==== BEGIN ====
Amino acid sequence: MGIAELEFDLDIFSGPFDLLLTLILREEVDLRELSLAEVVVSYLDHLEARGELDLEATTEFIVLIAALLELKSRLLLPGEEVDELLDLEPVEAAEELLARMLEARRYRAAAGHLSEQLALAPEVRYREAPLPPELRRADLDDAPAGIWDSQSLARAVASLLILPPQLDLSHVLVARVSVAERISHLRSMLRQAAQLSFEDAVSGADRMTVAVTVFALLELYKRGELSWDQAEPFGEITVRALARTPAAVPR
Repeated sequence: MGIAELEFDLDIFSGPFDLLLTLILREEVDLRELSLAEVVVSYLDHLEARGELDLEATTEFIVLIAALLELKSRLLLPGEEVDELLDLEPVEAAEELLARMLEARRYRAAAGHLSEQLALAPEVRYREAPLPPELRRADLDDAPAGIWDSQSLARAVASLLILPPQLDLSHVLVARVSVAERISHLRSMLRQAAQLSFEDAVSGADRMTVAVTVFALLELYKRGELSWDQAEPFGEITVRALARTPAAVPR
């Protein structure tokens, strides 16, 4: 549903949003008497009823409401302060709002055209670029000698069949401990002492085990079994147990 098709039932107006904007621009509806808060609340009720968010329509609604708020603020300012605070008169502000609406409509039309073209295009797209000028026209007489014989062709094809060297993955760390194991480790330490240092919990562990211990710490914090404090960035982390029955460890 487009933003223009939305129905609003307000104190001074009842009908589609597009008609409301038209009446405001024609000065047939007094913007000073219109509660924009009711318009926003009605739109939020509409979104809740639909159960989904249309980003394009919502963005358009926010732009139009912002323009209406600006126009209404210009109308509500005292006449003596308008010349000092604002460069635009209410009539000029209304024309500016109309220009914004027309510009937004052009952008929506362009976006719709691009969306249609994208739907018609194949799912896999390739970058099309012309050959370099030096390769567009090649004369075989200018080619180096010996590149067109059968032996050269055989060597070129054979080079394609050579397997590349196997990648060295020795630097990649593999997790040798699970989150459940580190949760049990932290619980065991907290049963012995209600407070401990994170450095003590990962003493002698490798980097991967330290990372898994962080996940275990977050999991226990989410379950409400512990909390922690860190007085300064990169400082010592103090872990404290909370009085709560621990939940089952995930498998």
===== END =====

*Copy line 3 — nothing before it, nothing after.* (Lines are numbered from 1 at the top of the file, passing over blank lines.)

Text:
């Protein structure tokens, strides 16, 4: 549903949003008497009823409401302060709002055209670029000698069949401990002492085990079994147990 098709039932107006904007621009509806808060609340009720968010329509609604708020603020300012605070008169502000609406409509039309073209295009797209000028026209007489014989062709094809060297993955760390194991480790330490240092919990562990211990710490914090404090960035982390029955460890 487009933003223009939305129905609003307000104190001074009842009908589609597009008609409301038209009446405001024609000065047939007094913007000073219109509660924009009711318009926003009605739109939020509409979104809740639909159960989904249309980003394009919502963005358009926010732009139009912002323009209406600006126009209404210009109308509500005292006449003596308008010349000092604002460069635009209410009539000029209304024309500016109309220009914004027309510009937004052009952008929506362009976006719709691009969306249609994208739907018609194949799912896999390739970058099309012309050959370099030096390769567009090649004369075989200018080619180096010996590149067109059968032996050269055989060597070129054979080079394609050579397997590349196997990648060295020795630097990649593999997790040798699970989150459940580190949760049990932290619980065991907290049963012995209600407070401990994170450095003590990962003493002698490798980097991967330290990372898994962080996940275990977050999991226990989410379950409400512990909390922690860190007085300064990169400082010592103090872990404290909370009085709560621990939940089952995930498998």